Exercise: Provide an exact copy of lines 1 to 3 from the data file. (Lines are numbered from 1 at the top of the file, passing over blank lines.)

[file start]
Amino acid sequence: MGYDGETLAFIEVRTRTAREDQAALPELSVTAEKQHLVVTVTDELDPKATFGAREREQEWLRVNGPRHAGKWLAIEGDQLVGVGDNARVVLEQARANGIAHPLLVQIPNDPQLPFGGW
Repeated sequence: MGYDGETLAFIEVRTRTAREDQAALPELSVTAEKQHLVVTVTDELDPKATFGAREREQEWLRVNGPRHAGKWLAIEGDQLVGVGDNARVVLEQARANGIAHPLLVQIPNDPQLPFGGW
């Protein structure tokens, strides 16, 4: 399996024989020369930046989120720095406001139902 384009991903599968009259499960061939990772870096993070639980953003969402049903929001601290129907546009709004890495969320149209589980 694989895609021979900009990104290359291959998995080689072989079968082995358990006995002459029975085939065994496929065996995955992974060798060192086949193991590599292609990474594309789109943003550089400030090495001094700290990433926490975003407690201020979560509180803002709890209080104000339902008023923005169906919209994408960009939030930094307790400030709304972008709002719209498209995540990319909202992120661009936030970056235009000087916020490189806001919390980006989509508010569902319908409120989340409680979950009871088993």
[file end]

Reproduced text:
Amino acid sequence: MGYDGETLAFIEVRTRTAREDQAALPELSVTAEKQHLVVTVTDELDPKATFGAREREQEWLRVNGPRHAGKWLAIEGDQLVGVGDNARVVLEQARANGIAHPLLVQIPNDPQLPFGGW
Repeated sequence: MGYDGETLAFIEVRTRTAREDQAALPELSVTAEKQHLVVTVTDELDPKATFGAREREQEWLRVNGPRHAGKWLAIEGDQLVGVGDNARVVLEQARANGIAHPLLVQIPNDPQLPFGGW
């Protein structure tokens, strides 16, 4: 399996024989020369930046989120720095406001139902 384009991903599968009259499960061939990772870096993070639980953003969402049903929001601290129907546009709004890495969320149209589980 694989895609021979900009990104290359291959998995080689072989079968082995358990006995002459029975085939065994496929065996995955992974060798060192086949193991590599292609990474594309789109943003550089400030090495001094700290990433926490975003407690201020979560509180803002709890209080104000339902008023923005169906919209994408960009939030930094307790400030709304972008709002719209498209995540990319909202992120661009936030970056235009000087916020490189806001919390980006989509508010569902319908409120989340409680979950009871088993």